racist. Surveys of media diets reflect zero use of porn.
So how to demonstrate that the public's stated preference for
honesty and transparency squares with their actual choices in the
marketplace? The answer is the Brand Sustainability Map.
Researchers at Imc2 commissioned survey data on trust and
plotted it against market share for leading consumer marketers. The
results are striking:
Charting customer "trust" as the Y axis and transactions as the
X axis creates four quadrants. The lower-left quadrant, "Limited,"
is the province of losers: struggling brands with flat or declining
sales and little respect from consumers. American Airlines lurks in
the lowest left-hand position.
To its right is the "Reluctant" quadrant, brands that command
little respect and generate little emotion, but whose price or
competitive advantage trumps a customer's misgivings.
In the upper-left, "Emotional" is the home of companies that
maintain respect in spite of quality issues, limited distribution,
high price or other competitive disadvantages.
Finally, there is the Valhalla of the upper-right-hand quadrant,
"Sustainable." This is where you find the likes of Apple , Costco,
Southwest Airlines and, in the upper-most-right-hand corner,
In the Relationship Era, the big winners will be in Sustainable,
whose habitues typically spend little on advertising -- because
they don't need it. By contrast, indifference is expensive and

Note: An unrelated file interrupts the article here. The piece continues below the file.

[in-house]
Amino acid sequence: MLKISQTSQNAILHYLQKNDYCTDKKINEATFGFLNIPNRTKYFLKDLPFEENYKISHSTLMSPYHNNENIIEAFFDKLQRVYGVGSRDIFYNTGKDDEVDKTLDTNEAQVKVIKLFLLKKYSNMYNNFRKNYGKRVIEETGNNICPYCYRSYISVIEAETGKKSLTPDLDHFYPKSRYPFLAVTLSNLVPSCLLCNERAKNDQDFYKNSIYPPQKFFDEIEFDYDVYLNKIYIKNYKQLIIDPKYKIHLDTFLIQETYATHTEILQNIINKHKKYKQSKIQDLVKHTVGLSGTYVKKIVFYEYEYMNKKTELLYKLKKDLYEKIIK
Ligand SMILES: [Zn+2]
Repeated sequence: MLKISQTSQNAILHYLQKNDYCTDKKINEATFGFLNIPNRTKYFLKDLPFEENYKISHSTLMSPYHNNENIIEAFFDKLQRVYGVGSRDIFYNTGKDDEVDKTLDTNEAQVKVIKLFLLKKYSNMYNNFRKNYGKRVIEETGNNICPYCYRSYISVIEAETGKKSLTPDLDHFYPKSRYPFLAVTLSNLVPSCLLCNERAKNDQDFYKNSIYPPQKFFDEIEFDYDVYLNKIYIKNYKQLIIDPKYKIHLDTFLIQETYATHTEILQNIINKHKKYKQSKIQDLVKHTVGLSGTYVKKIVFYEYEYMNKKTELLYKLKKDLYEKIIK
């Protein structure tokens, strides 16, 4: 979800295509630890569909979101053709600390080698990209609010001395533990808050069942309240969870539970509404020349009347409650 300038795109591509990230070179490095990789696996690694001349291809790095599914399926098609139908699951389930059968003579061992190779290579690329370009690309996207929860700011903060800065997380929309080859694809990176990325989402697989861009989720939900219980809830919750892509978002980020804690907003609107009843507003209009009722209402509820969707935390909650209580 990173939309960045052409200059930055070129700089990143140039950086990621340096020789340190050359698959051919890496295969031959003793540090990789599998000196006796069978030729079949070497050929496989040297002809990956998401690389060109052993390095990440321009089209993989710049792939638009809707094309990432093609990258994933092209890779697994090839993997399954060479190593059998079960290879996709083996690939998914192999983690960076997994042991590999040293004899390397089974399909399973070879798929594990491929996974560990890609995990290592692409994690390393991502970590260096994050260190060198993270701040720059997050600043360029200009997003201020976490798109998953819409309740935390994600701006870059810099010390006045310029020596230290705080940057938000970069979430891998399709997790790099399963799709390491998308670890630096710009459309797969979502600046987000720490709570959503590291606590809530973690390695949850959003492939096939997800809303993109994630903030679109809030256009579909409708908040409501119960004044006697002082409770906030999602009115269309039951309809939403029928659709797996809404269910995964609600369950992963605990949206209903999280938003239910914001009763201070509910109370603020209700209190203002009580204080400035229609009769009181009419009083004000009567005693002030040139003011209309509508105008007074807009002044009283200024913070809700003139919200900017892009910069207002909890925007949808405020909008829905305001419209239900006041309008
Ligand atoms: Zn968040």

Notice that three retailers in Sustainable -- Amazon, Costco and
Target -- spend an
average 0.52% of sales on measured media. Sears, in the
Limited space, spends 1.62% of sales and loses market share doing
The power of brand identification verges on the perverse. A 2011
study in the "Journal of Consumer Psychology" by Shirley
Y.Y.�Cheng, Tiffany Barnett White and Lan Nguyen Chaplin
concluded that consumers tend to take criticism of their
most-admired brands personally, and circle their emotional wagons
around the brand under attack.
Snickers enjoy the same reflexive defensiveness from their devotees
as the president of the United States, the Dallas Cowboys and the
state of Israel enjoy from theirs.
Clearly, those whom we trust and adore, we trust and adore a
lot. It's human nature. Luckily, while the digital revolution was
undermining Mass it was also supercharging human nature.
Social media have taken the stolid, dependable old tortoise --
word-of -mouth -- and transformed it into countless hares,
multiplying like, well, hares. And they're zipping around not just
the beauty parlor and the saloon but Facebook, Twitter and Yelp at
the speed of "send."